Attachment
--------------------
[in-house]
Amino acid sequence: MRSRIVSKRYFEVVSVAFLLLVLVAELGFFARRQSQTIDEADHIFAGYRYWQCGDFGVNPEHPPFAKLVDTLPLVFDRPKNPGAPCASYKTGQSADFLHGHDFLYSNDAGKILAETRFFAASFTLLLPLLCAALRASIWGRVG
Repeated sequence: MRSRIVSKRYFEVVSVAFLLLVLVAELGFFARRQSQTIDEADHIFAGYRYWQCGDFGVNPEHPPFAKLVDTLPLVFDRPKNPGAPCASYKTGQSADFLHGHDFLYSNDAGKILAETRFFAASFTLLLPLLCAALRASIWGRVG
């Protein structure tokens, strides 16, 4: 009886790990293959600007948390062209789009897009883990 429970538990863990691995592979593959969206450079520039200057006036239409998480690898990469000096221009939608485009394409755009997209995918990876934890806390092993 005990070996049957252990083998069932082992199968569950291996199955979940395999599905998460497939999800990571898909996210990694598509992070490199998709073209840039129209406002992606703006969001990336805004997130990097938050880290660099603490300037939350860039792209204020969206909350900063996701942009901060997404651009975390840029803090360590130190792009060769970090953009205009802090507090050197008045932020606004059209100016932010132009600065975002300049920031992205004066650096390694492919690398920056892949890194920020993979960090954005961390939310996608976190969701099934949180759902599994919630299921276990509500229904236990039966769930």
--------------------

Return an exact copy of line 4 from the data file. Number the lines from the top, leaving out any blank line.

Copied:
């Protein structure tokens, strides 16, 4: 009886790990293959600007948390062209789009897009883990 429970538990863990691995592979593959969206450079520039200057006036239409998480690898990469000096221009939608485009394409755009997209995918990876934890806390092993 005990070996049957252990083998069932082992199968569950291996199955979940395999599905998460497939999800990571898909996210990694598509992070490199998709073209840039129209406002992606703006969001990336805004997130990097938050880290660099603490300037939350860039792209204020969206909350900063996701942009901060997404651009975390840029803090360590130190792009060769970090953009205009802090507090050197008045932020606004059209100016932010132009600065975002300049920031992205004066650096390694492919690398920056892949890194920020993979960090954005961390939310996608976190969701099934949180759902599994919630299921276990509500229904236990039966769930």